Would it be unreasonable to ask for another horse? - Page 3
 
 

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Would it be unreasonable to ask for another horse?

This is a discussion on Would it be unreasonable to ask for another horse? within the Trail Riding forums, part of the Riding Horses category
  • Ask for another trot horse

 
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    06-30-2010, 01:43 PM
  #21
Green Broke
Yay! Im sooo excited for you!!
     
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    06-30-2010, 03:45 PM
  #22
Weanling
I'm excited too, but I don't want to count my chickens before they're hatched. He might've just said maybe so I'm not bluntly denied, in the typical fashion of my dad...But we'll see!
     
    06-30-2010, 05:25 PM
  #23
Foal
IlyTango,



A fast walk with ears forward is a great thing going for you. When you feel that she is working herself up to change gait to the trot lift her head to hollow out her back to make it much harder to go into the trot. If you feel her ease up then drop you reins, figuratively speaking, and continue walking. If she does go into the trot lower her head, apply “light”, (the pressure you would get if you were holing your rein with your pinky finger,) pressure at first then continually and increasingly apply more steady pressure until the instant you feel her starting to drop back down to the walk then release all pressure. Figuratively speaking again, let go of your reins. I say “easy” as the first warning, light pressure as the second warning, and then down comes the hammer. Do this over and over and over. Once you get this going for you do it on the way home. It is a lot of work but eventually all you will have to do is lift your rein make a little contact and she will back down. When this is working for you at the walk work the same deal when she surges at the trot dropping pressure the instant she starts to slow down.

The cavalry stop is great for slowing and stopping a horse in a straight line.

I like to use a Tom Thumb bit with a curb strap. It gives the lift single rein action of a snaffle and also a two rein leveraged pull back if needed.


Grandpa Knickerbocker
     
    06-30-2010, 08:15 PM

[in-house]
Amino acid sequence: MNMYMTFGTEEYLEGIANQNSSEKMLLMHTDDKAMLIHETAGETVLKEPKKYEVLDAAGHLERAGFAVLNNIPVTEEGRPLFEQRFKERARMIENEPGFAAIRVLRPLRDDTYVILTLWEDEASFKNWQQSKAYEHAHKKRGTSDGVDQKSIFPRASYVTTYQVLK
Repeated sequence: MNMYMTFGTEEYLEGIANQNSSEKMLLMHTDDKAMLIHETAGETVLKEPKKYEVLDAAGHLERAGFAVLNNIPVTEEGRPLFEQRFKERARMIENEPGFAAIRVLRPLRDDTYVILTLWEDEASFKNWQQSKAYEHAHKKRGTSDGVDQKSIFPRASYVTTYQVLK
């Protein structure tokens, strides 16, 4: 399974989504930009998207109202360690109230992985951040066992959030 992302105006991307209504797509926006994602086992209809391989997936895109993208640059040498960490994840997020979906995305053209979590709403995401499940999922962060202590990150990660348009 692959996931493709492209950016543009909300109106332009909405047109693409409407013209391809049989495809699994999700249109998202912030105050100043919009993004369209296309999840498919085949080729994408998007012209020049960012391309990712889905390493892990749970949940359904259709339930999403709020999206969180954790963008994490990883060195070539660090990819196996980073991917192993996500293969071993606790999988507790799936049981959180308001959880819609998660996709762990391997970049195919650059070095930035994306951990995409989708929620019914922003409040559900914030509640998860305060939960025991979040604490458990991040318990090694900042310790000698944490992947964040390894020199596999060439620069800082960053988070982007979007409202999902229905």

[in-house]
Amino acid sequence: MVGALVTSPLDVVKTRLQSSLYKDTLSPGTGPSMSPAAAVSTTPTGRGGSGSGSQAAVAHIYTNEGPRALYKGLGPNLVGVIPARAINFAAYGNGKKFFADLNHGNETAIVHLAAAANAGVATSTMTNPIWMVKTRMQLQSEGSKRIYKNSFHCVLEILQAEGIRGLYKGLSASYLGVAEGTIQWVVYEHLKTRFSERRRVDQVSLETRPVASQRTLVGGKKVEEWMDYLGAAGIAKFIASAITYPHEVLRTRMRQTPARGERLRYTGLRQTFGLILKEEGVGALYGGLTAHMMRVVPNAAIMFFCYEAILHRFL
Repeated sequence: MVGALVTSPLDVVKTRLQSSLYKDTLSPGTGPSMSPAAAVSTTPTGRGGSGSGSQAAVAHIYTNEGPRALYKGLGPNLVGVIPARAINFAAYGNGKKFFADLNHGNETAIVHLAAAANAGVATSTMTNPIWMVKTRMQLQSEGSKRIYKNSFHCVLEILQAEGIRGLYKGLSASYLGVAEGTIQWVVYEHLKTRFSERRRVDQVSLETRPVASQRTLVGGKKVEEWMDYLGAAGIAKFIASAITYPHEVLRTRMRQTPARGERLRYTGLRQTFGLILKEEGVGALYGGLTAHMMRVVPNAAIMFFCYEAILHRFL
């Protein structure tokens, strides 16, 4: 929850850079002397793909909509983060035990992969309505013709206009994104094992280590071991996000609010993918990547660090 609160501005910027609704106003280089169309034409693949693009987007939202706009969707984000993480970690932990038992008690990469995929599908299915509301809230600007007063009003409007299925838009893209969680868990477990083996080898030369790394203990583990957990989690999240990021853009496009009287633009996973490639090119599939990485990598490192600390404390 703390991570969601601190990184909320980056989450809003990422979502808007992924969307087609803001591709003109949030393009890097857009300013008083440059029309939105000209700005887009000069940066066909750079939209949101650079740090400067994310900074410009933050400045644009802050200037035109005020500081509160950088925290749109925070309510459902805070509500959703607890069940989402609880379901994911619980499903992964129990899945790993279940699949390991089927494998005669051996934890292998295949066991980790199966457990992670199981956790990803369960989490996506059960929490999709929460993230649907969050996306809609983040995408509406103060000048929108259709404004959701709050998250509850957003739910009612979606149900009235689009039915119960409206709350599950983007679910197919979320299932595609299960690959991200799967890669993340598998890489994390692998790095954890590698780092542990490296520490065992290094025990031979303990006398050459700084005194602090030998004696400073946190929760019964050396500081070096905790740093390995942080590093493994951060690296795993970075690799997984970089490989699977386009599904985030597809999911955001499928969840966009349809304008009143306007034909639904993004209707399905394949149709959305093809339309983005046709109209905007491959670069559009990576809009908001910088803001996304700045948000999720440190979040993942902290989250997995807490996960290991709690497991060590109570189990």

#24
Weanling
Quote:
Originally Posted by knickerb    
ilyTango,



A fast walk with ears forward is a great thing going for you. When you feel that she is working herself up to change gait to the trot lift her head to hollow out her back to make it much harder to go into the trot. If you feel her ease up then drop you reins, figuratively speaking, and continue walking. If she does go into the trot lower her head, apply “light”, (the pressure you would get if you were holing your rein with your pinky finger,) pressure at first then continually and increasingly apply more steady pressure until the instant you feel her starting to drop back down to the walk then release all pressure. Figuratively speaking again, let go of your reins. I say “easy” as the first warning, light pressure as the second warning, and then down comes the hammer. Do this over and over and over. Once you get this going for you do it on the way home. It is a lot of work but eventually all you will have to do is lift your rein make a little contact and she will back down. When this is working for you at the walk work the same deal when she surges at the trot dropping pressure the instant she starts to slow down.

The cavalry stop is great for slowing and stopping a horse in a straight line.

I like to use a Tom Thumb bit with a curb strap. It gives the lift single rein action of a snaffle and also a two rein leveraged pull back if needed.


Grandpa Knickerbocker